Well, Kaplan’s fantasy does not stop at stage 3, it goes all the way to stage 7 and the Chinese takeover. It seems all the Korean refugees in China are now Chinese agents! Here is what will happen in stage 7: “China harbors thousands of North Korean defectors that it would send back after a collapse, in order to build a favorable political base for China’s gradual economic takeover of the Tumen River region— the northeast Asian river valley where China, Russia, and North Korea intersect, with good port facilities on the Pacific.” This act of Chinese imperialism may also be accompanied by its troops carving “out a buffer zone in the part of North Korea near Manchuria.” Russia will be upset, of course, because North Korea was its “client state”, but there is not too much it will be able to do— however it will be “truculent.”

While China is scheming for the long haul, the immediate responsibility, at the beginning of stage 7, will fall to (unofficially) PACOM, the US Pacific Command and US Forces Korea— they will have “operational responsibility” for “humanitarian assistance” but not “sole command.”

But what if Kim reads Kaplan’s article and decides to avoid the terrible fate awaiting his regime? There is an alternative Kaplan says. He might launch “a surprise attack on the South.” If that should happen and the US and South Korea counter attack in “robust” fashion millions of people could be killed and the North would risk being destroyed. Kim would be betting that all that bloodshed will somehow be avoided because the prospect of such a war “would lead the South Korean left, abetted by the United Nations and elements of the global media [not the Atlantic Monthly I hope], to cry out for diplomacy and a negotiated settlement to violence.”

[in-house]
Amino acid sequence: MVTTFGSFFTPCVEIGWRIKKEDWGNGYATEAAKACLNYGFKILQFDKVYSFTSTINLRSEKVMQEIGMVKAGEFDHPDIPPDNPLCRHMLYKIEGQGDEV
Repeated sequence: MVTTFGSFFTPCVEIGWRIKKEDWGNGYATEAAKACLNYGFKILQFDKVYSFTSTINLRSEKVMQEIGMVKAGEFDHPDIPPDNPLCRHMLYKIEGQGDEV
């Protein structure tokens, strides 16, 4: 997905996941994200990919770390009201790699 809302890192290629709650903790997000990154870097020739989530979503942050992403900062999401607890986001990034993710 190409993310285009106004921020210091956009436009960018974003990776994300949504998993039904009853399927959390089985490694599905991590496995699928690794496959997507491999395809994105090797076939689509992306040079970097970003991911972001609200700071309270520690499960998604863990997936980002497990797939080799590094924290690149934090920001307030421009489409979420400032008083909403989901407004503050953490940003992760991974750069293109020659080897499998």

Kaplan thinks one of the reasons the North recently tested its missiles is that it may want the US to target it and give it an excuse to attack back against Seoul. “The South Korean left— which has been made powerful by an intrusively large American troop presence and by decades of manipulation by the North”— backed by the UN and global media would demand peace talks and the North “would get a new lease on life.”

I think we have seen enough to conclude that Kaplan’s article is just a lot ot right-wing silly ranting. He goes on to say if Korea were ever united it “would have an instant, undisputed enemy: Japan.” There is even more future telling, or tea leaf reading, towards the end of the article. He concludes that a united Korea will end up a Chinese “satellite.” It seems that the only choice for Korea is to be created according to American or Chinese plans. He says, “the question of whether it’s to be the American or the Chinese vision of North Korea’s future that gets realized may hinge on political-military decisions made in the midst of an opaque and confusing crisis.” Kaplan doesn’t allow for the possibility that maybe the Koreans may have their own vision for the future. The editors of The Atlantic should be ashamed of themselves for publishing this pulp fiction as if it were a serious article by a serious scholar.

Thomas Riggins is the book review editor of Political Affairs and can be reached at